People May Drive Safer If More Motorcyclists Were On The Road
January 28, 2014

People May Drive Safer If More Motorcyclists Were On The Road

Lee Rannals for - Your Universe Online

The results of a new study indicate that if more people were to ride motorcycles it would translate into safer drivers across the board and there would be less accidents on the road.

Australian scientists writing in the journal Attention, Perception, & Psychophysics say that if more motorcyclists were on the road then it would be easier for other drivers to notice them. The research team found that because motorcycles are less common than cars on roads it makes it harder for motorists to notice them, leading to the common saying “I didn’t see you there.”

Researchers from Australian National University and Monash University studied how the “low-prevalence effect” increases the likelihood of an accident. They looked into how this effect could impair one’s ability to safely perform dynamic tasks, such as driving.

The team asked 40 adult drivers to step into a driving simulator experience to determine whether or not it would be easier for the volunteers to detect and respond to specific types of vehicles if they occur more frequently on the road. Drivers were asked to spot two types of vehicles: motorcycles and buses.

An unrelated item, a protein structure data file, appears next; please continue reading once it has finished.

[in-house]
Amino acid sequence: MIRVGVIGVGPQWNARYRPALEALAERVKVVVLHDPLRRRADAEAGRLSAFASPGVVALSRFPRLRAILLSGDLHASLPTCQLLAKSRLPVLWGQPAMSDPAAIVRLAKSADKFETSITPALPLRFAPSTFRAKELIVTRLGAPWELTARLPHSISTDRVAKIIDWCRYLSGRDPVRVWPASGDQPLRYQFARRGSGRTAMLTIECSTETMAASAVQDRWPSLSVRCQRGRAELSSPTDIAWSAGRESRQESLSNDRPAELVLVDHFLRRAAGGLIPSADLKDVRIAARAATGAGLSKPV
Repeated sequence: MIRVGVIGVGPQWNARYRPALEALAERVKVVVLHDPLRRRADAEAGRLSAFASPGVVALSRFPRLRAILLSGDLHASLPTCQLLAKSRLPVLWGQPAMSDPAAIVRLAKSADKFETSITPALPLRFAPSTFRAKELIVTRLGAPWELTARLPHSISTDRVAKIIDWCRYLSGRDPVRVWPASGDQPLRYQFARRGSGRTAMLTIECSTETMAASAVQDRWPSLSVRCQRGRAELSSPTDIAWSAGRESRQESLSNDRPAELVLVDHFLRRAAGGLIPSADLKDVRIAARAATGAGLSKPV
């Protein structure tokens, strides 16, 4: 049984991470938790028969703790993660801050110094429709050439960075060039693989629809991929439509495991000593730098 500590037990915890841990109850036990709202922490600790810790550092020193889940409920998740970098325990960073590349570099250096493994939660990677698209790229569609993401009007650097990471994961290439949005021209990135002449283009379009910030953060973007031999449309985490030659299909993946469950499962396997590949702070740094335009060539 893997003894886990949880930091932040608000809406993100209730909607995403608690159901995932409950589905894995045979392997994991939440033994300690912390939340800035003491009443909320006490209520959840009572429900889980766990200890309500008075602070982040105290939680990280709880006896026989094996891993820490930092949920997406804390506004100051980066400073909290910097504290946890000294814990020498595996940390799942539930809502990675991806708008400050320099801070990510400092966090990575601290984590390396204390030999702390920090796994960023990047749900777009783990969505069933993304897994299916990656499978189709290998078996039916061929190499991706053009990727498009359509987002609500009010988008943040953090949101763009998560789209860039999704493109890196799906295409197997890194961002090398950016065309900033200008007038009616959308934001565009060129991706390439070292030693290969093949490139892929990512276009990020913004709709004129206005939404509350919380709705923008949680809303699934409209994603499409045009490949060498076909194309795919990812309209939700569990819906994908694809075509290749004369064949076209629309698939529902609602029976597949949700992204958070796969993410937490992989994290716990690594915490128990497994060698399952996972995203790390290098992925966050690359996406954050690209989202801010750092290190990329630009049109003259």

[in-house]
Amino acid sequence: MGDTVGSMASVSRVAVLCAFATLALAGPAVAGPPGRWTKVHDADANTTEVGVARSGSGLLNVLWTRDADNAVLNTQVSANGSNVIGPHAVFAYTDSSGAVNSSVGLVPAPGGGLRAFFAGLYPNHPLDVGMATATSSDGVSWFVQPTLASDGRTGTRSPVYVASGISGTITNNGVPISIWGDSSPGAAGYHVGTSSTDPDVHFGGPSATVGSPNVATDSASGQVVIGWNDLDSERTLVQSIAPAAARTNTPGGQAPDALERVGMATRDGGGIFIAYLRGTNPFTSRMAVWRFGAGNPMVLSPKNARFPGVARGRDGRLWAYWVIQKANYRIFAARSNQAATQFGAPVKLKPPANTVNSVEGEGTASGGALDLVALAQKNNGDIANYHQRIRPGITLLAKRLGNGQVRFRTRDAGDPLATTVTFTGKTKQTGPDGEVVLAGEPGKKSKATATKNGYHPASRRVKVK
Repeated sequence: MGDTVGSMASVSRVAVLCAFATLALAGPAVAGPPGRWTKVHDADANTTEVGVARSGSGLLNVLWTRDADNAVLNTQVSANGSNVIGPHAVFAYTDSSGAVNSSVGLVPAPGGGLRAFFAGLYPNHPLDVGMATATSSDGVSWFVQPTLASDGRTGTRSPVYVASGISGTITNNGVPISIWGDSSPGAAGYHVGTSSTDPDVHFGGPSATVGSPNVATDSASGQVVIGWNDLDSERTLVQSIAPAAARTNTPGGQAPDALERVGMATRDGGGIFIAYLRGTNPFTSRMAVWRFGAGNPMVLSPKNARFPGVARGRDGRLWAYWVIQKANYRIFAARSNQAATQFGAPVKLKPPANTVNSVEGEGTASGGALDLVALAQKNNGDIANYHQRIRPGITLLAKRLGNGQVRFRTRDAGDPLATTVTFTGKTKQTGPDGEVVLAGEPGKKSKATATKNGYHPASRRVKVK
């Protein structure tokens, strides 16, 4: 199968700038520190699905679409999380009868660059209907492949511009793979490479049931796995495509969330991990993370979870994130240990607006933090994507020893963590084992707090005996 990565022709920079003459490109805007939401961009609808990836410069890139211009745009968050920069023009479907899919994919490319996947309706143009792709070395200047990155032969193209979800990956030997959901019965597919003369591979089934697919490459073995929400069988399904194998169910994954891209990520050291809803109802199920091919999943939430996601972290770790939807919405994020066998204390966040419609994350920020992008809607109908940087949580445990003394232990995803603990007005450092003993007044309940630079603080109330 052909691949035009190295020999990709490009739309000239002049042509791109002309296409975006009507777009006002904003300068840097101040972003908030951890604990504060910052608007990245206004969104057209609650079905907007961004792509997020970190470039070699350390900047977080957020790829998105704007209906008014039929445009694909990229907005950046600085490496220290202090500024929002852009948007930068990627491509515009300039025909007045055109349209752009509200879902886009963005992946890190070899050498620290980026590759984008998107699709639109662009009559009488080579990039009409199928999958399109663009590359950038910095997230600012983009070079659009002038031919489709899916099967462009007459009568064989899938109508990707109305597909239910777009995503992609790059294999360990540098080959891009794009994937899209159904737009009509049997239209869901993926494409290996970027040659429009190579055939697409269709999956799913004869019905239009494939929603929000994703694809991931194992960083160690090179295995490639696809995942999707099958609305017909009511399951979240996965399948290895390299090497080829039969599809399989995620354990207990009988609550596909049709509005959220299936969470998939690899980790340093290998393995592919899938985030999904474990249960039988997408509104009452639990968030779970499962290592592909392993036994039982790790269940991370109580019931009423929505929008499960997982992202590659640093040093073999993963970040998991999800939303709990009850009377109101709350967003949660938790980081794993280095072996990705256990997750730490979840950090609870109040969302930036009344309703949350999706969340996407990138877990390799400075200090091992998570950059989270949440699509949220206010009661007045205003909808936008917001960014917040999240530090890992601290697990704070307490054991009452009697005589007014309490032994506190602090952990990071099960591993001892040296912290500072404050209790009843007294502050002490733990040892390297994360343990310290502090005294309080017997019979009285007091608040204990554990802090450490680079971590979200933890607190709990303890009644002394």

Although the drivers were instructed to search for both buses and motorcycles, the team found that the observers were biased toward whichever vehicle occurred more frequently during the simulated drive. They said that this in turn affected the speed at which drivers were able to detect low-prevalence targets.

When motorcycles occurred more frequently, the car divers were able to detect them on average from over 150-feet farther away than in tests where they occurred less often, which allowed the drivers an extra three seconds to respond if a collision were to occur. They also found that drivers had an extra 4.4 seconds to react to buses in situations where these vehicles occurred more frequently.

The researchers believe that the findings suggest that a driver’s inability to notice motorcyclists is due to the fact that motorcycles appear rarely on these roads, and that drivers are simply just not on the lookout for them. By increasing the prevalence of a visual search target, it could effectively make it stand out better within a specific visual environment.

“Drivers have more difficulty detecting vehicles and hazards that are rare, compared to objects that they see frequently,” Vanessa Beanland, of The Australian National University, said in a statement. She said she believes that the ability to accurately perform visual searches is crucial to ensuring safe driving and avoiding collisions.

These findings could be used for more than just helping people to potentially become a safer driver. The research could also help a person’s ability to search through many static image scenarios, such as someone who screens airport luggage.